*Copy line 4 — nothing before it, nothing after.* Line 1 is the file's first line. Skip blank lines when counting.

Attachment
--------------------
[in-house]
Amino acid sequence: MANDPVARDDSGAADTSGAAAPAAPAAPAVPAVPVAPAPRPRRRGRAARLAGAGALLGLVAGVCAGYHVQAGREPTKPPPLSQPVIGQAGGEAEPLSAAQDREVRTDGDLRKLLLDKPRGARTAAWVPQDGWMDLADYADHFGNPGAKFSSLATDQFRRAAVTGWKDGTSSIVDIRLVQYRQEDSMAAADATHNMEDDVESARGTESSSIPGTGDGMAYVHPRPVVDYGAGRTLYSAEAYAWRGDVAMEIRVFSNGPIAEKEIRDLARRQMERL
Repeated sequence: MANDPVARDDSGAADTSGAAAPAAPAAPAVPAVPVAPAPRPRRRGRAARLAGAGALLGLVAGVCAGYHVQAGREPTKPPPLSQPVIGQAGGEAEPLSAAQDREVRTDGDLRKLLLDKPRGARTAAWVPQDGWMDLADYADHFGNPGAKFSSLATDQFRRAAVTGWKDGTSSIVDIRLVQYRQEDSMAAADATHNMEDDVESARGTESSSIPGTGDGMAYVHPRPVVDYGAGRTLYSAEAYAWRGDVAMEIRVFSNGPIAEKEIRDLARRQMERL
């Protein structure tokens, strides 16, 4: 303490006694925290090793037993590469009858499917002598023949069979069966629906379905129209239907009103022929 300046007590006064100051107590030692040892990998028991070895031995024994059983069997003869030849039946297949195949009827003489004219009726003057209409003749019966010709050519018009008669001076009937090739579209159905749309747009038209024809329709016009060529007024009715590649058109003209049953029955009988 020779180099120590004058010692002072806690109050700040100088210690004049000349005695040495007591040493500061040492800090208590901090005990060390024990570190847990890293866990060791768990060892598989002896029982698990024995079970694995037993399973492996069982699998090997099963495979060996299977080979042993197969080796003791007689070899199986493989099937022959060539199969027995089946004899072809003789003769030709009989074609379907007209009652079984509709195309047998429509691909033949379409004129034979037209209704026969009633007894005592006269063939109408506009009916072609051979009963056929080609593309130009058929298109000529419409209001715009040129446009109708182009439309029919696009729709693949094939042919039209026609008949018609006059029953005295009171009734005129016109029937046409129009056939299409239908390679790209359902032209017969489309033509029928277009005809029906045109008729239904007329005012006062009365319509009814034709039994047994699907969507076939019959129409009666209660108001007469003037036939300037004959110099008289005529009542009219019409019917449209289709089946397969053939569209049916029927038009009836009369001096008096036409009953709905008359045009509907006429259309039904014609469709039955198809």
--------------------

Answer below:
């Protein structure tokens, strides 16, 4: 303490006694925290090793037993590469009858499917002598023949069979069966629906379905129209239907009103022929 300046007590006064100051107590030692040892990998028991070895031995024994059983069997003869030849039946297949195949009827003489004219009726003057209409003749019966010709050519018009008669001076009937090739579209159905749309747009038209024809329709016009060529007024009715590649058109003209049953029955009988 020779180099120590004058010692002072806690109050700040100088210690004049000349005695040495007591040493500061040492800090208590901090005990060390024990570190847990890293866990060791768990060892598989002896029982698990024995079970694995037993399973492996069982699998090997099963495979060996299977080979042993197969080796003791007689070899199986493989099937022959060539199969027995089946004899072809003789003769030709009989074609379907007209009652079984509709195309047998429509691909033949379409004129034979037209209704026969009633007894005592006269063939109408506009009916072609051979009963056929080609593309130009058929298109000529419409209001715009040129446009109708182009439309029919696009729709693949094939042919039209026609008949018609006059029953005295009171009734005129016109029937046409129009056939299409239908390679790209359902032209017969489309033509029928277009005809029906045109008729239904007329005012006062009365319509009814034709039994047994699907969507076939019959129409009666209660108001007469003037036939300037004959110099008289005529009542009219019409019917449209289709089946397969053939569209049916029927038009009836009369001096008096036409009953709905008359045009509907006429259309039904014609469709039955198809």